South Carolina became the eighth state of the United States by ratifying the Constitution in 1788. It was named in honor of King Charles II. “Carolus” is Latin for Charles. Columbia is the state capital. Its nickname is the palmetto state, and its leading sources of income are tobacco, rice, and textiles. Children could visit an internet site at: South Carolina. They could also find out what a palmetto is.
Benjamin Franklin introduced bifocals in 1785. Children can learn about some of his other inventions at: Ben Franklin.
Junko Tabei became the first woman to climb Mount Everest in 1975.
Margaret Wise Brown (born New York, New York, 1910; died Nice, France, November 13, 1952) was a children’s author. She wrote about a hundred books under several names, but she is most famous for Goodnight Moon and The Runaway Bunny. Children could learn more at: Margaret Wise Brown.
Oliver Butterworth (born Hartford, Connecticut, 1915; died Hartford, Connecticut, September 17, 1990) was an educator and a writer. He is most famous for The Enormous Egg.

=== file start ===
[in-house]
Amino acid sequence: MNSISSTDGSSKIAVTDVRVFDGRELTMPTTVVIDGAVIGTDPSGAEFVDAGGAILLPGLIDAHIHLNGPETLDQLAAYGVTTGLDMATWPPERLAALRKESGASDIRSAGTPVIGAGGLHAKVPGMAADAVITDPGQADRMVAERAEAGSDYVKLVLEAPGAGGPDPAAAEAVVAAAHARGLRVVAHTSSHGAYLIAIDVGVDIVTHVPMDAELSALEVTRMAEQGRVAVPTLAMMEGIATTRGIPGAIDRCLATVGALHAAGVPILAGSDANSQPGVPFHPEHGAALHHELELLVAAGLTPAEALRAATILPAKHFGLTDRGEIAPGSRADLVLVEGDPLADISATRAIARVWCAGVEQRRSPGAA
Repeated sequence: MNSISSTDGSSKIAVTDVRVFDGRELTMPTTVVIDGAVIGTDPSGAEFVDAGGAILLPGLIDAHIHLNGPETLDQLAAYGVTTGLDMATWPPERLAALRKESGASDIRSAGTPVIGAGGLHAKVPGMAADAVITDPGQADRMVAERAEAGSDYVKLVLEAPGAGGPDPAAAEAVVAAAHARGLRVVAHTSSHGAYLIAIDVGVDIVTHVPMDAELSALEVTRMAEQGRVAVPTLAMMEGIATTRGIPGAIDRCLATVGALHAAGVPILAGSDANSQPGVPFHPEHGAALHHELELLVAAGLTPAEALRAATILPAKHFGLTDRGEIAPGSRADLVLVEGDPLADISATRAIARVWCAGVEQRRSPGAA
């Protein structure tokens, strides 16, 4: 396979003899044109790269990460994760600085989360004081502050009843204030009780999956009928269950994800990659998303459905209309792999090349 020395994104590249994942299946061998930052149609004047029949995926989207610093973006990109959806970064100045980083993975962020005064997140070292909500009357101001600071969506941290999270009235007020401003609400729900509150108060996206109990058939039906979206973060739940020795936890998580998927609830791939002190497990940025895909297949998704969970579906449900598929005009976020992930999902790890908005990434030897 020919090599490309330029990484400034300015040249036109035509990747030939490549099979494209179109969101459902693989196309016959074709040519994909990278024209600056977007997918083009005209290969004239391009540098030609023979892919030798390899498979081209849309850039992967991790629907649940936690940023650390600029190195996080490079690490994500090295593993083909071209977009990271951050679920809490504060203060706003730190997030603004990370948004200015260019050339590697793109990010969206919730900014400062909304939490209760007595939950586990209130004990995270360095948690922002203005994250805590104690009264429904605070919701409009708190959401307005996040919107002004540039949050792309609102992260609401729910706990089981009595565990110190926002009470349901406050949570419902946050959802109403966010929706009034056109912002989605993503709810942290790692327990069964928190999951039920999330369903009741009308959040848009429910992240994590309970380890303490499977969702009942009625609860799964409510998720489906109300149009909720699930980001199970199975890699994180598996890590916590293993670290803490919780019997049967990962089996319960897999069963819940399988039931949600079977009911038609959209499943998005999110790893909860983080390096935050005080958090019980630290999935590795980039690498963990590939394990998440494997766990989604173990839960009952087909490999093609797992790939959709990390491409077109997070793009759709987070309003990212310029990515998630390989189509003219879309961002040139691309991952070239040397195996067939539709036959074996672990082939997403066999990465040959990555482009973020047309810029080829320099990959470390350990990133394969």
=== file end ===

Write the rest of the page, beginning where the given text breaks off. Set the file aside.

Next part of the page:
Susan Cooper (born England, 1935) writes books for children and young adults. Known for her books of fantasy, she received the 1976 Newbery Medal for The Grey King. She also earned the 2012 Margaret A. Edwards Award for lifetime achievement. Children can visit her website at: Susan Cooper.
Carl Linnaeus (born near Kristianstad, Sweden, 1707; died Uppsala, Sweden, January 10, 1778) was a naturalist. He devised the classification system for living things: Kingdom, Phylum, Class, Order, Family, Genus, and Species.
Scott O’Dell (born Los Angeles, California, 1898; died Santa Monica, California, October 15, 1989) wrote books for children and adults. He has received many awards. His book Island of the Blue Dolphins received the 1961 Newbery Medal. In 1967 The King’s Fifth earned a Newbery Honor Award. He received another Newbery Honor Award in 1968 for The Black Pearl. In 1971 Sing Down the Moon received a Newbery Honor Award. He received the very prestigious Hans Christian Andersen Award in 1972. In 1982 he created the Scott O’Dell Award for Historical Fiction, and 1987 he received the award for Streams to the River, River to the Sea: A novel of Sacagawea. Children could learn more about Scott O’Dell and the Scott O’Dell Award for Historical Fiction from Children’s Book Award Handbook, by Diana F. Marks.
Brenda Seabrooke (born Mount Dora, Florida, 1941) writes books for children. Her books include The Swan’s Gift and The Dragon that Ate Summer.